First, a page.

Greece's search for a government to prevent the country's disorderly exit from the euro ended late last night with still no sign of an agreement.
The chances of any agreement appeared remote after the Radical Left Coalition, Syriza, said it would not attend talks with the country's two other largest parties, due to resume today.
It fell to the Greek President to make a final appeal to politicians to avoid fresh elections. But Karolos Papoulias failed to make a breakthrough during his meeting with the heads of the three parties earlier yesterday. Hopes had hinged on a change of mind from Fotis Kouvelis, who leads a moderate-left group which could help the conservatives and socialists, who came first and third, to get the majority needed to govern.
Should no agreement be found then Greece is expected to vote again – with 17 June being the likely date – under intense pressure over its future in the eurozone. The campaign would be dominated by a clash between parties who believe Greece must meet the terms of its loan agreements with international creditors to stay in the single currency and others who claim that those agreements can be scrapped without falling out of the euro.
"Greeks are caught with a mountain of debt behind them and the cliff's edge of exit from the euro in front of them," said Theodore Pelagidis, a professor of economics at the University of Piraeus.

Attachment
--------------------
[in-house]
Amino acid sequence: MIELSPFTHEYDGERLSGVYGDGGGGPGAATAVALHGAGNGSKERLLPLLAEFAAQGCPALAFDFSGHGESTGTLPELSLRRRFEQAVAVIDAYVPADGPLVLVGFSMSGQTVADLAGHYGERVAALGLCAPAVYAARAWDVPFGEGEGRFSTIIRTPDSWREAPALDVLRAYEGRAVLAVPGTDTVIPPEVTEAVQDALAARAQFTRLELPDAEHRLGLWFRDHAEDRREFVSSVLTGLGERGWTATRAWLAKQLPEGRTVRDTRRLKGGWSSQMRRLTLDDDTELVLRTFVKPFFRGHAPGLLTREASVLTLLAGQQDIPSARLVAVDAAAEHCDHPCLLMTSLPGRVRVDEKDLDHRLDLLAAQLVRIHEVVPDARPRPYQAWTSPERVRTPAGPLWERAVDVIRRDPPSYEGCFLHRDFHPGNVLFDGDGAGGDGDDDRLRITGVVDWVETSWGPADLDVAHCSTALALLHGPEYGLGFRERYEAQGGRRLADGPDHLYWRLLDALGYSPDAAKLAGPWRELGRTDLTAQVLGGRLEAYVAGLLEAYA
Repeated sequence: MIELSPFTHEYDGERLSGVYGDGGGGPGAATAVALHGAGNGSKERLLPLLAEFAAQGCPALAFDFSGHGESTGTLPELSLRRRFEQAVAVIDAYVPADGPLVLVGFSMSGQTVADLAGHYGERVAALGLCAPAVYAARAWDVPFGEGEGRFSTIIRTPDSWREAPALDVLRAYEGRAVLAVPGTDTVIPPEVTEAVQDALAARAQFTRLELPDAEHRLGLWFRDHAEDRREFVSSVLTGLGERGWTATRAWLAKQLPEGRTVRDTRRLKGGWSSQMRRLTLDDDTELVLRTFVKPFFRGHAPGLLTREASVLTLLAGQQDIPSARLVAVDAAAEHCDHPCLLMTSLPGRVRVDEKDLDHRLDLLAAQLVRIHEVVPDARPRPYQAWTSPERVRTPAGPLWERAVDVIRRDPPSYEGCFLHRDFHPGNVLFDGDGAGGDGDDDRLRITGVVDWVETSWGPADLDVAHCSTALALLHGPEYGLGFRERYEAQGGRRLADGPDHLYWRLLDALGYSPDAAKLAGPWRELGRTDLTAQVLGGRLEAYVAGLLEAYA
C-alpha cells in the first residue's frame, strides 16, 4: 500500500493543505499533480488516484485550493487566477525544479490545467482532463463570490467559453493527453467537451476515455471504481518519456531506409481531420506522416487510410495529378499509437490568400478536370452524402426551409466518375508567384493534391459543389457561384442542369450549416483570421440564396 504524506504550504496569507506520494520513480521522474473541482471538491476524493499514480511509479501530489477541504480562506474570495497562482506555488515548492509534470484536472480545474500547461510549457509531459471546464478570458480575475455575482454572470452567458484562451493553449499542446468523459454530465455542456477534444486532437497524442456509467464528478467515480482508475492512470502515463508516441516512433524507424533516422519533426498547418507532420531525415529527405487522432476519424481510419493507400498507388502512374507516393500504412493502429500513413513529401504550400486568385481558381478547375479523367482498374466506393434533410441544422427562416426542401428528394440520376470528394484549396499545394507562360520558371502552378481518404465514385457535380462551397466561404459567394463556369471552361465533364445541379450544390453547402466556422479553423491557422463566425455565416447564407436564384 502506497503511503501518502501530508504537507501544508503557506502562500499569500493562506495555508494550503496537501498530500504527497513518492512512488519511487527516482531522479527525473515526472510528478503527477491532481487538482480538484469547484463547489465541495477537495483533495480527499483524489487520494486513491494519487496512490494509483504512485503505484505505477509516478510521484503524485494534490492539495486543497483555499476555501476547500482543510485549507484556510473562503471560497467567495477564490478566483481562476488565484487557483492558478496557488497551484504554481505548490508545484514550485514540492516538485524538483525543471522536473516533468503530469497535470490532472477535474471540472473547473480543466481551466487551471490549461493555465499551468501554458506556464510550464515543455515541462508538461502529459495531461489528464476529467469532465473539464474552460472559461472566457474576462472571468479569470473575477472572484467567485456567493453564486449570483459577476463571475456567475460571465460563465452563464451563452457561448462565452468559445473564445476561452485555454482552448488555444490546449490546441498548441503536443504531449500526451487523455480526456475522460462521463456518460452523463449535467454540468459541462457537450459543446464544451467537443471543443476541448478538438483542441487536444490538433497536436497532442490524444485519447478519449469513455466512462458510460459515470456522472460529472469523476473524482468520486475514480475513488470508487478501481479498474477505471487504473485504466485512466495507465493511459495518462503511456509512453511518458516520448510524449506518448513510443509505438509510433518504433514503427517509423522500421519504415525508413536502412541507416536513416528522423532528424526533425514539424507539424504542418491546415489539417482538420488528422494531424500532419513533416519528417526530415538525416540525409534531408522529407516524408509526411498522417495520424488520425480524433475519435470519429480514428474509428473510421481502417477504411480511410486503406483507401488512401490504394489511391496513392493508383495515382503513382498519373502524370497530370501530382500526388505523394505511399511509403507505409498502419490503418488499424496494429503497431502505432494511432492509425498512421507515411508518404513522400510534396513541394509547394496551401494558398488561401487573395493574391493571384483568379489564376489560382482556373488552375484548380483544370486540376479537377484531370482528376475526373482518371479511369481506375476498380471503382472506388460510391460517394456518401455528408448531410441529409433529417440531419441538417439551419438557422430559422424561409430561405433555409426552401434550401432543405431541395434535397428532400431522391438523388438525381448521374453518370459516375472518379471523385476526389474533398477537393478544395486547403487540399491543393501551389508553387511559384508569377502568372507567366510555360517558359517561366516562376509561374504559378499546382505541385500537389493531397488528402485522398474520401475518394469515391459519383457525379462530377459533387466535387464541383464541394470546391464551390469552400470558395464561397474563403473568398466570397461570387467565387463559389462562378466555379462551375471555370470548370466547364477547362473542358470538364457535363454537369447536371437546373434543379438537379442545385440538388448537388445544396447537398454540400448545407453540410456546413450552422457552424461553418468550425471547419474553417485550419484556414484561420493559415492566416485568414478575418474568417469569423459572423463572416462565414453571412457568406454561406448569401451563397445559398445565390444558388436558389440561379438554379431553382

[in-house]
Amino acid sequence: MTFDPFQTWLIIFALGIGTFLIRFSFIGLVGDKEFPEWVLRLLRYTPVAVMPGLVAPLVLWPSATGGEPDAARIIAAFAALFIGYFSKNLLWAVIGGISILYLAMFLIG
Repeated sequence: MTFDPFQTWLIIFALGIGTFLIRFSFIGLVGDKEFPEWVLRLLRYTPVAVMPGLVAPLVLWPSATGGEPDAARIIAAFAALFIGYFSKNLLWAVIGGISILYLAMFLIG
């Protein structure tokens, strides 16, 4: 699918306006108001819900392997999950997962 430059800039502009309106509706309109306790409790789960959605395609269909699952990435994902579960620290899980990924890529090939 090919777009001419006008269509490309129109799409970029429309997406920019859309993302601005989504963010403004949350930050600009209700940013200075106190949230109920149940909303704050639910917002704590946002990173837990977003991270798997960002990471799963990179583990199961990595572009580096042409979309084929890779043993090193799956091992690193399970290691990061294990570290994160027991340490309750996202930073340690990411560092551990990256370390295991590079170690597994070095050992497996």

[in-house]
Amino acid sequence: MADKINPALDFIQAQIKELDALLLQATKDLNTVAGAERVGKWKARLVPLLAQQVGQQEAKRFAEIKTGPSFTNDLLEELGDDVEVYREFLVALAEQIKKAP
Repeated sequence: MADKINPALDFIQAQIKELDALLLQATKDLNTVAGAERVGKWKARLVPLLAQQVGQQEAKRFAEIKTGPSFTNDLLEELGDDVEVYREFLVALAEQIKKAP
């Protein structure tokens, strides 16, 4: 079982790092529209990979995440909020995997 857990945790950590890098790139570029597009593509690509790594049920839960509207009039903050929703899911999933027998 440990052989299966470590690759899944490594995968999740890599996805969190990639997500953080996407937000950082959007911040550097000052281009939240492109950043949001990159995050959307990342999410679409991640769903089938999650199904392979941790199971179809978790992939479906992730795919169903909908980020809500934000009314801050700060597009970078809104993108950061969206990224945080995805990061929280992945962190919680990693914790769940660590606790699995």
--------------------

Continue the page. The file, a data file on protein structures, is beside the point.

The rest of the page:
The European Central Bank (ECB), the German government and Greece's other EU partners have warned Athens that no substantial renegotiation of the most recent €130bn (£104bn) bailout will be allowed.
The country's collapsing economy and continuing pressure for more cuts and reforms from the "troika" – the International Monetary Fund, the EU and the ECB – have exploded Greece's two-party system and led to the rise of Syriza under Alexis Tsipras.
Aware that his party is climbing in the opinion polls, Mr Tsipras has resisted all efforts by other party leaders to draw him into the coalition. Last night, he said: "Syriza refuses to be a left-wing alibi for a government that will continue the policies the people rejected on 6 May."
Mr Tsipras is accused of using the two-day mandate he was given last week to form a government to begin his campaign for fresh elections rather than make any effort at unity.
The conservative New Democracy and socialist Pasok parties could achieve a parliamentary majority of 168 seats if they were able to persuade the Democratic Left to join them.Reuse content